A group of 5th grade boys prove friendship can be the most powerful anti-bullying tool ever.
Sometimes, acts of goodness are high profile — done by famous people with lots of money or lots of power. But sometimes, it’s the small acts — done by regular people with regular lives — that have the biggest impact.
A group of fifth-grade boys in the small Minnesota town of Mankato saw their classmate, James Willmert, being bullied by other students at recess last year. “They were, like, using him and taking advantage of him,” one of the boys said. “He’s easier to pick on, and it’s just not right,” another said. So they decided to intervene.
And their intervention was as simple as it was profound: they brought James into their circle of friends.
The boys — Jake Burgess, Jack Pemble, Gus Gartzke, Tyler Jones, and Landon Kopischke — “decided this year they would have James’ back.” They asked James to join them at lunch and hang out during recess.
“He used to not want to go out for recess or anything, it would be a struggle,” says Margi Willmert, James’ mom. “And now he can barely eat his lunch to get outside to play with those guys.” But they don’t just play together. The boys make sure James gets to carry the ball and score plenty of touchdowns during their games of touch football.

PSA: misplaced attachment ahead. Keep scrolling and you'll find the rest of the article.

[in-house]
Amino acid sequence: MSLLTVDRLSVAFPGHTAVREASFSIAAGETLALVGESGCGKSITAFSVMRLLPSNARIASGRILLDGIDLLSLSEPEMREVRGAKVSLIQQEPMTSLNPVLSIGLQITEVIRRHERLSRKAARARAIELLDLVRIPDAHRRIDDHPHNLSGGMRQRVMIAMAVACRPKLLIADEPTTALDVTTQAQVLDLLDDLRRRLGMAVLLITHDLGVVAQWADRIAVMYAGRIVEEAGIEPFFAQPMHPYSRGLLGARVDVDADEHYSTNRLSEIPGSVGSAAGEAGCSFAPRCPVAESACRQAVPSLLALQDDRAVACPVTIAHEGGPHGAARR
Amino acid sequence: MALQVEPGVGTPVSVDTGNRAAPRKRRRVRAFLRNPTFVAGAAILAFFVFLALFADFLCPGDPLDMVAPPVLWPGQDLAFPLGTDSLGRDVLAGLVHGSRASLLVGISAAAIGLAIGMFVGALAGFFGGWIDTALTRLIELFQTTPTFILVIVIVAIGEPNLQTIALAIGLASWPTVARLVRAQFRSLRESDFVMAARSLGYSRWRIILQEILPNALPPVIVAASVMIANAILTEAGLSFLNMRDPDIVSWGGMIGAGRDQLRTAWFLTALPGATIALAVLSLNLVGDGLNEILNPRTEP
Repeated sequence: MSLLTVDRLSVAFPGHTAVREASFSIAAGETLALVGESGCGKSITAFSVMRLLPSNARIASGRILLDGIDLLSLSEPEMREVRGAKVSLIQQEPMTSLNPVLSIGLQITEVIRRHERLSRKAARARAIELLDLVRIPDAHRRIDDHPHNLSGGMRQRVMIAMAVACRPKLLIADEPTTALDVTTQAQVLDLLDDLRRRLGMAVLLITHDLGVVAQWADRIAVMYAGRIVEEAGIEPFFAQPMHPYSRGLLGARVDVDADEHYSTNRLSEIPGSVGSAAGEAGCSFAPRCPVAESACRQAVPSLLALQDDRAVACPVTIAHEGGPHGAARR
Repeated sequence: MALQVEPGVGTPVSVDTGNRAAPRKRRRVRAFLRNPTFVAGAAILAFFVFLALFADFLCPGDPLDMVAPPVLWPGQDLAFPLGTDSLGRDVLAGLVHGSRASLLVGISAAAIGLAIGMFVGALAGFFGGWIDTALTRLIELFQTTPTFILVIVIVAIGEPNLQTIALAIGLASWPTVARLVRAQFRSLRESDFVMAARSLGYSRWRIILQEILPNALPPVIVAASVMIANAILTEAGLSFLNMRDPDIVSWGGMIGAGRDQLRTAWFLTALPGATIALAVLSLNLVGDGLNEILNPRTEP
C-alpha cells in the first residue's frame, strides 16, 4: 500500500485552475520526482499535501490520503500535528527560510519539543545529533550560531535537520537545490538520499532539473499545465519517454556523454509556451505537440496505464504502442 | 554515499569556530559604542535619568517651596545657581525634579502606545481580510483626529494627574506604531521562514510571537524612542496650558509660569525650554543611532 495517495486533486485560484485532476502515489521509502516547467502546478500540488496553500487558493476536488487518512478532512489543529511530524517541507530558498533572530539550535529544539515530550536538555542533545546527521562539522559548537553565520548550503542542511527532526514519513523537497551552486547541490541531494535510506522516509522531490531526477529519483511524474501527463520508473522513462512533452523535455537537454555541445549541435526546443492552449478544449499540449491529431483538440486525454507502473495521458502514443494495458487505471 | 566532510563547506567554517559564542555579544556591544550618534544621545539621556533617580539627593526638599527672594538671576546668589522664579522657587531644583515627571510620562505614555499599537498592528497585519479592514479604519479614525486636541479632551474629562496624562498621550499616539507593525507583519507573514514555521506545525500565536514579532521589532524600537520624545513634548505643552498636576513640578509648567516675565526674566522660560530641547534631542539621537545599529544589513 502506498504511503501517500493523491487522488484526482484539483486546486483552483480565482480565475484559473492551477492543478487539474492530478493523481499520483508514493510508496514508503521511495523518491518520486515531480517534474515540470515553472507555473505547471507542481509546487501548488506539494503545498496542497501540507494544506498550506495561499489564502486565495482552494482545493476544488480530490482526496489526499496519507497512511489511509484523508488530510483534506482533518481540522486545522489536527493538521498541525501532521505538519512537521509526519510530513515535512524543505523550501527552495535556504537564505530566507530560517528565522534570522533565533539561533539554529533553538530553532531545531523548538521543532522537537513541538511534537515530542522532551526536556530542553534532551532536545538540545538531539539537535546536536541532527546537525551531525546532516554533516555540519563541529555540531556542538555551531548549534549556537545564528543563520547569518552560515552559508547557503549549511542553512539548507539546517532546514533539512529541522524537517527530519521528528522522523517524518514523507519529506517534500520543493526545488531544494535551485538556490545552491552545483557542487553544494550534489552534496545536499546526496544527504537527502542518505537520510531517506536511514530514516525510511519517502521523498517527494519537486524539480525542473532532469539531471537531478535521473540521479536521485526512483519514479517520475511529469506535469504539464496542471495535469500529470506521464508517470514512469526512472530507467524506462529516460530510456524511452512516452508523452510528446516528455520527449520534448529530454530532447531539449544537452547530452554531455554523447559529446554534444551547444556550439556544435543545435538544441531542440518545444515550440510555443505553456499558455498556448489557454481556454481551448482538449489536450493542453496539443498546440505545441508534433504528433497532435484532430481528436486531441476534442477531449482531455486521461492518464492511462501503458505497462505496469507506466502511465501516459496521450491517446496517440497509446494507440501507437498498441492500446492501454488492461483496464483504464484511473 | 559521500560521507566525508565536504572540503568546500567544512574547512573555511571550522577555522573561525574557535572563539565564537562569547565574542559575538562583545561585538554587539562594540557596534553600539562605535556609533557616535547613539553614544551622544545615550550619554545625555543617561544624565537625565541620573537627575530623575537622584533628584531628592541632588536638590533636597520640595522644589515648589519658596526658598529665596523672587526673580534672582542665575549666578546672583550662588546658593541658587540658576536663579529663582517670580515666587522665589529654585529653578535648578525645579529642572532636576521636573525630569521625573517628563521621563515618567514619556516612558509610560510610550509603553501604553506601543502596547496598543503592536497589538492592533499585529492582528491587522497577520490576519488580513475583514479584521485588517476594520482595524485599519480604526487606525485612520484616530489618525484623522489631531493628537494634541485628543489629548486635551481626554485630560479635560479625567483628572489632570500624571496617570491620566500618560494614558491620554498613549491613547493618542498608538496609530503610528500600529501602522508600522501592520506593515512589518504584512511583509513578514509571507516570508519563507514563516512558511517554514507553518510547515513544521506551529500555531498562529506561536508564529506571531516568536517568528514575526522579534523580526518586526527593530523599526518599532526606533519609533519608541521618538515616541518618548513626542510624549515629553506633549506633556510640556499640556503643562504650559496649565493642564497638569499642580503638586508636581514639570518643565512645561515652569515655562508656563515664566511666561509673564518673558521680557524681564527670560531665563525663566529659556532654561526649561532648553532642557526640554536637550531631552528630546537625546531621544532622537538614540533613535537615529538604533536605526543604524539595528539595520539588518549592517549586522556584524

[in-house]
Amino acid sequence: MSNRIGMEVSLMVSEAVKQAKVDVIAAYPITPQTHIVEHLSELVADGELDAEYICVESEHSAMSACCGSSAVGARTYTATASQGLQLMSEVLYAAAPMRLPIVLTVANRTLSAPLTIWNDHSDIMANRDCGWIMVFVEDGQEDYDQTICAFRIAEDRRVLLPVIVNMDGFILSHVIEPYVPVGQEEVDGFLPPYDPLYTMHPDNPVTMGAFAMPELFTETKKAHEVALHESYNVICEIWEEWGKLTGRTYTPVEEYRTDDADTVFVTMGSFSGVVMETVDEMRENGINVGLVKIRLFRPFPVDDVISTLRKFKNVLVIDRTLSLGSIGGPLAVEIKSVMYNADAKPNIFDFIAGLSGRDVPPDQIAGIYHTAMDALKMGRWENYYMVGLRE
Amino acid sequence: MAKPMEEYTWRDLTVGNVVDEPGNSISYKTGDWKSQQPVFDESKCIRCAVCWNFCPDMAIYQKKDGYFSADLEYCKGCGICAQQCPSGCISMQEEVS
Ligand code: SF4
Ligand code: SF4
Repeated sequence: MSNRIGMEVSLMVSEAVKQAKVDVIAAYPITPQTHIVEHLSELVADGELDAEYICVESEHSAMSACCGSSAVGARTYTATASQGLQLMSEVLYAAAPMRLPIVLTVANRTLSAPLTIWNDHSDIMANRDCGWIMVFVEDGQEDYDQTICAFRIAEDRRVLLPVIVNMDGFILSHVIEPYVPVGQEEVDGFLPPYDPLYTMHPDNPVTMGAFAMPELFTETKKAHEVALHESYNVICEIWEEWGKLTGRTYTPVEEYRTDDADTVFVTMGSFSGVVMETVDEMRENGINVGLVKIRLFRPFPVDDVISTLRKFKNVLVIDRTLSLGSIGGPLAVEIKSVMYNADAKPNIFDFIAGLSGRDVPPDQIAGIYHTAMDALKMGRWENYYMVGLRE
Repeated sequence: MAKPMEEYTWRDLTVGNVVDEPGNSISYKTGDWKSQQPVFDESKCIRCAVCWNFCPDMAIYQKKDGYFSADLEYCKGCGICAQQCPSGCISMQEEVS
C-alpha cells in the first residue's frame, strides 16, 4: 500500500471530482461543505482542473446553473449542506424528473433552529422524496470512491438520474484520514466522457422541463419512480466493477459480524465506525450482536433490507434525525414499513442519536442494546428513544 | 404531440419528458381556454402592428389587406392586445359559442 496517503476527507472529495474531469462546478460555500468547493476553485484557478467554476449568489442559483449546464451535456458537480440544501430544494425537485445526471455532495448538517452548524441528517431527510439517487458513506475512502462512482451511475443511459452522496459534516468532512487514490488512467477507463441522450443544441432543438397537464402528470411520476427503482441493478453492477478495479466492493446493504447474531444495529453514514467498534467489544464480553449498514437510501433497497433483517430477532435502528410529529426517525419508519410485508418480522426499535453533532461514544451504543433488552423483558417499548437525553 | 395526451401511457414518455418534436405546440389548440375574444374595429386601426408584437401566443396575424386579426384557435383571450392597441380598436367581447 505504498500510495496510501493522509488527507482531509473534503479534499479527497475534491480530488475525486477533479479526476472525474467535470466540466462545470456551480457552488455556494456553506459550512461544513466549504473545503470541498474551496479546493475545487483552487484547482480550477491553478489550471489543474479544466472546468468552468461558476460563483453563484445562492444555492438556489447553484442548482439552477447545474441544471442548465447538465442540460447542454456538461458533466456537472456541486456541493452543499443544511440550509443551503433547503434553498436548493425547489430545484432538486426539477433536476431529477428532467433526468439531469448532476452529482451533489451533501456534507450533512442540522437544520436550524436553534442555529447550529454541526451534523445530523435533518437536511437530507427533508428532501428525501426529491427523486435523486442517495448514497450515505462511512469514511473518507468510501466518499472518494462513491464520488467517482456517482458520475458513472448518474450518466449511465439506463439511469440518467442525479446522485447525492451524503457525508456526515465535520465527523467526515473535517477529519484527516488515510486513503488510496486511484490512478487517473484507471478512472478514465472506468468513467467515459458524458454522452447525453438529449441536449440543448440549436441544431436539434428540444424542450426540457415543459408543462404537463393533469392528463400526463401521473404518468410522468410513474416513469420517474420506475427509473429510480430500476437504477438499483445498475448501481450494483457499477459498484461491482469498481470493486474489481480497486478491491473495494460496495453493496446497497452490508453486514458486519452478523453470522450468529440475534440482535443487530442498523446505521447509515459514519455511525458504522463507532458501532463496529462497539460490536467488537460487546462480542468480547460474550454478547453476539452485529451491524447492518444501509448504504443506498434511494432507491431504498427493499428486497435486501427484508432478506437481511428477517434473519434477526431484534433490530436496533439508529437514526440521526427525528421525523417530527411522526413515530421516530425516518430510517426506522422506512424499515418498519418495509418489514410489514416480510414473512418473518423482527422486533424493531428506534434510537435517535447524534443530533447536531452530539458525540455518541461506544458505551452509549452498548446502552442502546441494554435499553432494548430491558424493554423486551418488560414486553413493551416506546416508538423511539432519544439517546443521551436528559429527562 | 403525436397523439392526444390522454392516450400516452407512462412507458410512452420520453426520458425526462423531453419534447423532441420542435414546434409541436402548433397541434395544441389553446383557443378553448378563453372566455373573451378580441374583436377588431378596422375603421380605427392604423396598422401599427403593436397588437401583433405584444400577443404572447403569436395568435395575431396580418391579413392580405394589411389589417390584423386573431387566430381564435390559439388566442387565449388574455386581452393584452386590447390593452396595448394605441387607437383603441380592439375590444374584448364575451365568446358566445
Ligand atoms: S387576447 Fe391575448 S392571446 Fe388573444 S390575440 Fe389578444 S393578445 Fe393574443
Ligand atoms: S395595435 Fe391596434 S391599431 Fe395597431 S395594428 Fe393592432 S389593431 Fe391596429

James, who has a learning disability, was adopted from an orphanage in Colombia and lost his new father in an accident six years later. The boys have learned a lot about James — including his love of video games. But they also found out James didn’t have any games or a game system. So the boys intervened again. They pooled their own money and added extra help from their parents to buy James new games and a PlayStation.
“Back at school James asks Jack if he would tie his shoe. ‘Yep,’ Jack answers with a nonchalance that suggests he’s done it before. Then the fifth grader bends down and ties his friend’s laces.”
The boys were honored recently for their anti-bullying action, but insist they just did it because James is “an awesome kid to hang out with.”
James agrees: “All these guys are the best friends anybody could ask for.”
Watch their story here:
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Do you have an Act of Male Goodness to share? Or know someone who should be profiled in this series? Email Kristi Dale ([email protected]) with ‘100 Acts of Male Goodness’ in the subject line.
Photo and video: KARE 11